About Us

Who we are... 

The students and faculty of the Biology Department are a community of learners who use inquiry-based methods to investigate the breadth of Biology, its connection to other disciplines, and its relevance to individuals and society.

As a community of learners, students and faculty work collaboratively to expand their understanding of biology.

Towards that end:

  • faculty members maintain research programs that mentor students;
  • faculty members and students collaboratively explore current scholarship in Biology;
  • faculty members and students communicate their scholarship with their peers and the public.

Further, students will:

  • engage in inquiry-based methods to investigate biological systems.  The results of this are to be seen as students:
    • analyze, evaluate, and apply information from the Biological literature;
    • develop a diverse collection of investigative skills that they will use to study biological systems;
    • communicate their conclusions effectively both orally and in writing;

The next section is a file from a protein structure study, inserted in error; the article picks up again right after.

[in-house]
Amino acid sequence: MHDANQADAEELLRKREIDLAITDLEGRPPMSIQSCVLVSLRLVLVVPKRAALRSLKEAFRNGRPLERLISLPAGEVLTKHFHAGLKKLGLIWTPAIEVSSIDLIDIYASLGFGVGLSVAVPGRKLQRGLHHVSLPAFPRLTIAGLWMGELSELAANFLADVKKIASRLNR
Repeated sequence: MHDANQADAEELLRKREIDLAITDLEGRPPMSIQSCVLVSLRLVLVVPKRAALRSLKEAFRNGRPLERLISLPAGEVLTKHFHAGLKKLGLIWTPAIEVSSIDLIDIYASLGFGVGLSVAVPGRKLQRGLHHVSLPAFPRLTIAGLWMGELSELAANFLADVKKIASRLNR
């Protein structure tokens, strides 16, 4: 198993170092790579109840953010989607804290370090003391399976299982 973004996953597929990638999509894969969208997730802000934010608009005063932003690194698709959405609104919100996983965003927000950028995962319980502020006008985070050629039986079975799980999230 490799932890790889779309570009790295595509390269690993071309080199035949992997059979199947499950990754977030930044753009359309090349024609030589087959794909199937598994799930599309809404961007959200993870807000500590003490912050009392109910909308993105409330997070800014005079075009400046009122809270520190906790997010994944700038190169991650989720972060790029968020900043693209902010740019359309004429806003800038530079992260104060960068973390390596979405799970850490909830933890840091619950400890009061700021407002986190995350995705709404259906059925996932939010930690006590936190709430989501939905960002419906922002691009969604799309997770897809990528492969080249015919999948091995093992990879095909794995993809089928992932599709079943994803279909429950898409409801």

• investigate the breadth of Biology, recognizing that Biology is a diverse discipline unified by fundamental themes:
    • how the process of evolution underlies both the diversity and unity of life;
    • how biological systems use energy and materials;
    • how living systems store, retrieve, transmit, and respond to information;
    • how interactions within biological systems can produce complex, novel properties;
    • how structure relates to function in biological systems.
  • investigate Biology's connection to other disciplines.  Students will recognize that a comprehensive understanding of biological systems requires the application of knowledge and skills from multiple disciplines.
  • study the relevance to individuals and society of Biology.  Students will recognize the linkages between the discipline of Biology and human social systems.

The Biology Major:

  • Students begin the major with the Introductory Biology sequence (BIOL 101, 201 and 202).  This set of courses builds a fundamental understanding of all areas of biology, from cellular and molecular to organismal to ecological and evolutionary.
  • Upon completing the Introductory sequence, students take five additional courses in any of the three fundamental areas of biology: organismal, ecological/evolutionary,  and cell/molecular biology.
  • Supporting courses in chemistry and mathematics are also required.  Additional courses in physics and advanced chemistry are recommended but not required.
  • A more complete description of the Biology curriculum and course options can be found by following the Curriculum link to the left.